Study Finds Elder Abuse Common Among Low-Income Latinos New research finds that elder abuse in low-income Latino communities is relatively common, yet often unreported.

Researchers from the University of Southern California Davis School of Gerontology determined that 40 percent of Latino elders had been abused or neglected in the last year — yet only 1.5 percent of victims said they had ever reported the abuse to authorities.

“Our study has revealed a much higher rate of elder abuse among the Latino community than had been previously thought,” said Marguerite DeLiema of the USC Davis School of Gerontology, lead author and doctoral student. “This indicates that family solidarity within the Latino community does not necessarily protect older Latinos against elder abuse, as some research has suggested.”

The study is found in the Journal of the American Geriatrics Society.

The objective of the study was to examine elder abuse — including physical or sexual abuse, psychological abuse, financial exploitation and caregiver neglect.

Based on interviews conducted in Spanish in low-income Latino neighborhoods in Los Angeles, the researchers found that 10.7 percent of elderly Latinos had been physically abused and 9 percent of elderly Latinos said they had been sexually abused in the last year.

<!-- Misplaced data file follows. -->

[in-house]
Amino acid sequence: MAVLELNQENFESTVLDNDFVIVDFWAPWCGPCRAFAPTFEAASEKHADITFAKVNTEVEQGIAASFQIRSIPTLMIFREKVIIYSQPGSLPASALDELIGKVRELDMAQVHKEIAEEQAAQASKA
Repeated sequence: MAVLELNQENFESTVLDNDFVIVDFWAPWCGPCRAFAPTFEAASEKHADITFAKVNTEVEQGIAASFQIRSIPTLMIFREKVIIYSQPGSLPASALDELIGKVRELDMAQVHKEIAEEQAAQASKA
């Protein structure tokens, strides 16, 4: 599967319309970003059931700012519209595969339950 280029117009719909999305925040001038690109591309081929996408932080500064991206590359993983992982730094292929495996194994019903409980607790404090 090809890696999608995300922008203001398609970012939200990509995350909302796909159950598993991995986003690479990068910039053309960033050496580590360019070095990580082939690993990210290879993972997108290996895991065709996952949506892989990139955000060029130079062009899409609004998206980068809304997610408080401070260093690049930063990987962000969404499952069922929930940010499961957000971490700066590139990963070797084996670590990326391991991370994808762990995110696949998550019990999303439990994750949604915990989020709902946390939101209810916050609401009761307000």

Of those reporting physical abuse, more than half indicated they had been severely physically assaulted.

Investigators also found that 16.7 percent of Latino elders said they had been exploited financially and 11.7 percent said they were neglected by their caregivers. The longer an individual had lived in the United States the greater the chance of abuse or neglect.

“Recent studies suggest that more than one in seven older adults is a victim of some type of elder abuse each year. We hope that these findings will bring greater national attention to the troubling issue of non-institutional elder abuse, particularly in areas with fewer community resources,” said senior author Kathleen H. Wilber, Ph.D.

With limited English proficiency, ethnically segregated neighborhoods and cultural traditions that include reluctance to discuss problems outside the family, Latino elders are often overlooked in aging research, despite making up 6.7 percent of the U.S. population aged 65 and older.

Researchers say that in the United States, the incidence of elder abuse, across all demographic groups, is more than 5 million annual cases.

All interviews in the USC study were conducted in Spanish by local promotores: Spanish-speaking community health organizers who were recruited and trained to interview Latinos over the age of 65. The promotores went door-to-door on randomly selected blocks in predominantly Latino neighborhoods.

“The findings could lead to the development of more community interventions to raise awareness about and prevent elder abuse within Latino communities — culturally competent programs that disseminate information about elder abuse and provide older Latinos with links to services in their communities,” Wilber said.

Source: University of Southern California

Older adult latino photo by shutterstock.